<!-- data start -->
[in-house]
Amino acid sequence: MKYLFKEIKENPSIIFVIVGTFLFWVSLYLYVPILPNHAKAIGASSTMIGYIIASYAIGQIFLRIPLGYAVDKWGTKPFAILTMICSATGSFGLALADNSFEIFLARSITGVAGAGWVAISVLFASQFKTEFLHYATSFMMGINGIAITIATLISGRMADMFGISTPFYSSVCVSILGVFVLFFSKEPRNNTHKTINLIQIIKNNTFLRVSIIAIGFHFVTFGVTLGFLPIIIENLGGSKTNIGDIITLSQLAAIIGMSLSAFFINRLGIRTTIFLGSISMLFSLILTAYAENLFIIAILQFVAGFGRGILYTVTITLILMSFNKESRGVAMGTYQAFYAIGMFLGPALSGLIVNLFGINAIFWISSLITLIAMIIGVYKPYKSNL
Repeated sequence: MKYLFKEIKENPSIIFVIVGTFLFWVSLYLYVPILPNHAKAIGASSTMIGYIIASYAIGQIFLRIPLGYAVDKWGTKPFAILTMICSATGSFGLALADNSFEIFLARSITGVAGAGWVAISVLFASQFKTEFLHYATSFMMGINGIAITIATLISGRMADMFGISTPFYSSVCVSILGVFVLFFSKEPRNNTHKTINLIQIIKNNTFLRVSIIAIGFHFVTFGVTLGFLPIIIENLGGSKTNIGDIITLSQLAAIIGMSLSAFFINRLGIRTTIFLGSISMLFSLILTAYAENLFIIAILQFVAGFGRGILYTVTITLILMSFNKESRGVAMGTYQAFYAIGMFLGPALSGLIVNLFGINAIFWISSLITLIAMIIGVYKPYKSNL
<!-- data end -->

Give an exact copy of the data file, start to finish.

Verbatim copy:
[in-house]
Amino acid sequence: MKYLFKEIKENPSIIFVIVGTFLFWVSLYLYVPILPNHAKAIGASSTMIGYIIASYAIGQIFLRIPLGYAVDKWGTKPFAILTMICSATGSFGLALADNSFEIFLARSITGVAGAGWVAISVLFASQFKTEFLHYATSFMMGINGIAITIATLISGRMADMFGISTPFYSSVCVSILGVFVLFFSKEPRNNTHKTINLIQIIKNNTFLRVSIIAIGFHFVTFGVTLGFLPIIIENLGGSKTNIGDIITLSQLAAIIGMSLSAFFINRLGIRTTIFLGSISMLFSLILTAYAENLFIIAILQFVAGFGRGILYTVTITLILMSFNKESRGVAMGTYQAFYAIGMFLGPALSGLIVNLFGINAIFWISSLITLIAMIIGVYKPYKSNL
Repeated sequence: MKYLFKEIKENPSIIFVIVGTFLFWVSLYLYVPILPNHAKAIGASSTMIGYIIASYAIGQIFLRIPLGYAVDKWGTKPFAILTMICSATGSFGLALADNSFEIFLARSITGVAGAGWVAISVLFASQFKTEFLHYATSFMMGINGIAITIATLISGRMADMFGISTPFYSSVCVSILGVFVLFFSKEPRNNTHKTINLIQIIKNNTFLRVSIIAIGFHFVTFGVTLGFLPIIIENLGGSKTNIGDIITLSQLAAIIGMSLSAFFINRLGIRTTIFLGSISMLFSLILTAYAENLFIIAILQFVAGFGRGILYTVTITLILMSFNKESRGVAMGTYQAFYAIGMFLGPALSGLIVNLFGINAIFWISSLITLIAMIIGVYKPYKSNL